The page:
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In Victory For Protesters, Army Halts Construction Of Dakota Pipeline

Protesters celebrate at Oceti Sakowin Camp earlier Sunday. The Army Corps of Engineers notified the Standing Rock Sioux that the current route for the Dakota Access Pipeline will be denied. Jim Watson/AFP/Getty Images hide caption

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Jim Watson/AFP/Getty Images

Protesters celebrate at Oceti Sakowin Camp earlier Sunday. The Army Corps of Engineers notified the Standing Rock Sioux that the current route for the Dakota Access Pipeline will be denied.

Jim Watson/AFP/Getty Images

The Army Corps of Engineers has denied a permit for the construction of a key section of the Dakota Access Pipeline, granting a major victory to protesters who have been demonstrating for months.

The decision essentially halts the construction of the 1,172-mile oil pipeline just north of the Standing Rock Sioux Reservation. Thousands of demonstrators from across the country had flocked to North Dakota in protest.

"Our prayers have been answered," National Congress of American Indians President Brian Cladoosby said in a statement. "This isn't over, but it is enormously good news. All tribal peoples have prayed from the beginning for a peaceful solution, and this puts us back on track."

Jo-Ellen Darcy, the Army's assistant secretary for civil works, said after talking with tribal officials and hearing their concerns that the pipeline could affect the drinking water, it became "clear that there's more work to do."

"The best way to complete that work responsibly and expeditiously is to explore alternate routes for the pipeline crossing," Darcy said in a statement.

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The Army Corps says it intends to issue an Environmental Impact Statement with "full public input and analysis."

At the site of the protests, the news spread in excited whispers and statements of disbelief. Finally, one man at the Oceti Sakowin Camp finally yelled it: "The easement has been denied!"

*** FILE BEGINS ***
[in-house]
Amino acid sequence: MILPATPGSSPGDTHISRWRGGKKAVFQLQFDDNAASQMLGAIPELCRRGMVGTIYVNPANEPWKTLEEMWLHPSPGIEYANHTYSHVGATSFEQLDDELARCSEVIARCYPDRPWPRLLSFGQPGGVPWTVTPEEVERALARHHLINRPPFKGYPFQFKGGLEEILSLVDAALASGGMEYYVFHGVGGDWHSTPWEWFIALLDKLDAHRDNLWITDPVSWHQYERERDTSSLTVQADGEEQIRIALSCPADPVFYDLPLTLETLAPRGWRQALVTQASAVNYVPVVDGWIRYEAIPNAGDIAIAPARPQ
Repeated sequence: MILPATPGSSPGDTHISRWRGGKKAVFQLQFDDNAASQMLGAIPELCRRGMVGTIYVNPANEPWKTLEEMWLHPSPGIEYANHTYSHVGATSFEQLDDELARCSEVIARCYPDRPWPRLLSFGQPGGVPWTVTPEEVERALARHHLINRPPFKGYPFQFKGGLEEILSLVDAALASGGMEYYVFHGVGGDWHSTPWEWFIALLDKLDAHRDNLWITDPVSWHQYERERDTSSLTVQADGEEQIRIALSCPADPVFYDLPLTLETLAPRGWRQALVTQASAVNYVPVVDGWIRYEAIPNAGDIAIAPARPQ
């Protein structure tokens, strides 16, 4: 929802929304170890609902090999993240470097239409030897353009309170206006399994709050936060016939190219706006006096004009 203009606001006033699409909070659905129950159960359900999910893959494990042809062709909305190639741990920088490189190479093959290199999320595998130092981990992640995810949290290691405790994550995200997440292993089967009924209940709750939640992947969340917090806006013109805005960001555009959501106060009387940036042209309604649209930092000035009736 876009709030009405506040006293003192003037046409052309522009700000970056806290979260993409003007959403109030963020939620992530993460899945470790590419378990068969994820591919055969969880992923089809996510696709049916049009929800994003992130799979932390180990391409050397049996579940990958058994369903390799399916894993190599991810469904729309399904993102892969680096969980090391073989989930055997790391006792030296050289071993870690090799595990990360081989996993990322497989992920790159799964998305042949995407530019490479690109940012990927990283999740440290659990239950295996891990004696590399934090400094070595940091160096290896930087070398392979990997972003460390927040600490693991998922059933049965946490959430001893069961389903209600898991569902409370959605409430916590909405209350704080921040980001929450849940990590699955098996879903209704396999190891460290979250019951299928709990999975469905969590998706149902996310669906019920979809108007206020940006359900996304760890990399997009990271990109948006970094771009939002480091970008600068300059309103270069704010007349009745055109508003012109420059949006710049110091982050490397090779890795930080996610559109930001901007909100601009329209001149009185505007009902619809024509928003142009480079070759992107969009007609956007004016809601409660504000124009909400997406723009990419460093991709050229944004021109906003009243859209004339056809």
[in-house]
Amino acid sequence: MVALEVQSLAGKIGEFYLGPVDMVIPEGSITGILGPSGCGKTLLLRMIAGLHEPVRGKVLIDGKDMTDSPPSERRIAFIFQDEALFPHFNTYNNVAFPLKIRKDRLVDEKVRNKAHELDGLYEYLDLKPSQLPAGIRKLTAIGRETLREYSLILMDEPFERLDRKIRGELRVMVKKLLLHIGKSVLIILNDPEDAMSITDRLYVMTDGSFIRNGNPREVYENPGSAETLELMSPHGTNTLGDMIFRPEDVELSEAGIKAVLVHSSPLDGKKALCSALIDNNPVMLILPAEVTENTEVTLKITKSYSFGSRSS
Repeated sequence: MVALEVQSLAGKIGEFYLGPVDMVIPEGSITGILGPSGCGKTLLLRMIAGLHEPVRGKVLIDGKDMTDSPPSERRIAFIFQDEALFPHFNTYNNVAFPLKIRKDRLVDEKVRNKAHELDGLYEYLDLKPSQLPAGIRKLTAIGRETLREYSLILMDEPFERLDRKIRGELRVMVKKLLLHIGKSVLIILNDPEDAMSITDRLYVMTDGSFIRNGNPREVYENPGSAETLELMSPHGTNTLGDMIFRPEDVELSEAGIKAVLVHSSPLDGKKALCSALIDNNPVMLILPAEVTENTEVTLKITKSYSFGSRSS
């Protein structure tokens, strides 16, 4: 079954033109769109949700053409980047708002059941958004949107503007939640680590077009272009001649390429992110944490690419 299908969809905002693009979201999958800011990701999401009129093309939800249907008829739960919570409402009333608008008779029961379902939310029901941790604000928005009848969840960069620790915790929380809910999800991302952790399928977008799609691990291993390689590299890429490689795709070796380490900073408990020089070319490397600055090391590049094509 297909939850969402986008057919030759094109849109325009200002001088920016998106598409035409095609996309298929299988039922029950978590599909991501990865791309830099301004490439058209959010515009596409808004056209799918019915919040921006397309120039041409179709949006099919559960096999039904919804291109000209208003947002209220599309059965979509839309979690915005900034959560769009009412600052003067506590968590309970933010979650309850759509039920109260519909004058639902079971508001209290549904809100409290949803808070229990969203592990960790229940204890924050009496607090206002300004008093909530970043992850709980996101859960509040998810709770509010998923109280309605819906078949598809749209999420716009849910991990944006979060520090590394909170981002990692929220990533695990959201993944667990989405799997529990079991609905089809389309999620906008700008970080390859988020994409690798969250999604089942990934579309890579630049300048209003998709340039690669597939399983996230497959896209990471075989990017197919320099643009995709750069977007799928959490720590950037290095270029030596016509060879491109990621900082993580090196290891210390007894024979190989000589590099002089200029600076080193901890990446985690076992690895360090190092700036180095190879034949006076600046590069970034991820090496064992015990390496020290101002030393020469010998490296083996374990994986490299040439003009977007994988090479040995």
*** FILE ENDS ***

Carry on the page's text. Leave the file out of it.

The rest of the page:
Cheers and whoops erupted from the crowd nearby and continued for hours, as different parts of the sprawling camp heard about the federal government's decision.

For Tom Shaving, of the Cheyenne River tribe, the news was exciting and a welcome relief. He has been camping in protest of the pipeline since August, watching his group of "water protectors" grow from dozens of people on the banks of the Cannonball River to a settlement of thousands.

A view of the Oceti Sakowin Camp, north of the Cannonball River, where people have gathered to protest the Dakota Access Pipeline. David Goldman/AP hide caption

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David Goldman/AP

A view of the Oceti Sakowin Camp, north of the Cannonball River, where people have gathered to protest the Dakota Access Pipeline.

David Goldman/AP

In a statement, Standing Rock Sioux Tribal Chairman Dave Archambault II said the tribe welcomed the decision, but he also sounded a note of caution saying he hoped the incoming Donald Trump administration would "respect this decision and understand the complex process that led us to this point."

Archambault II went on:

"When it comes to infrastructure development in Indian Country and with respect to treaty lands, we must strive to work together to reach decisions that reflect the multifaceted considerations of tribes. Treaties are paramount law and must be respected, and we welcome dialogue on how to continue to honor that moving forward. We are not opposed to energy independence, economic development, or national security concerns but we must ensure that these decisions are made with the considerations of our Indigenous peoples."

Shaving shares Archambault's caution, and he fears that a President Trump could undo Sunday's announcement. Like many at the camp, he isn't planning to leave.

"We have to keep going," he says. "We have to persevere. Trump's right next in line."

Correction Dec. 5, 2016

A previous version of this story said the Dakota Access Pipeline was to run about half a mile south of the Standing Rock Sioux Reservation. In fact, the intended route was north of the reservation.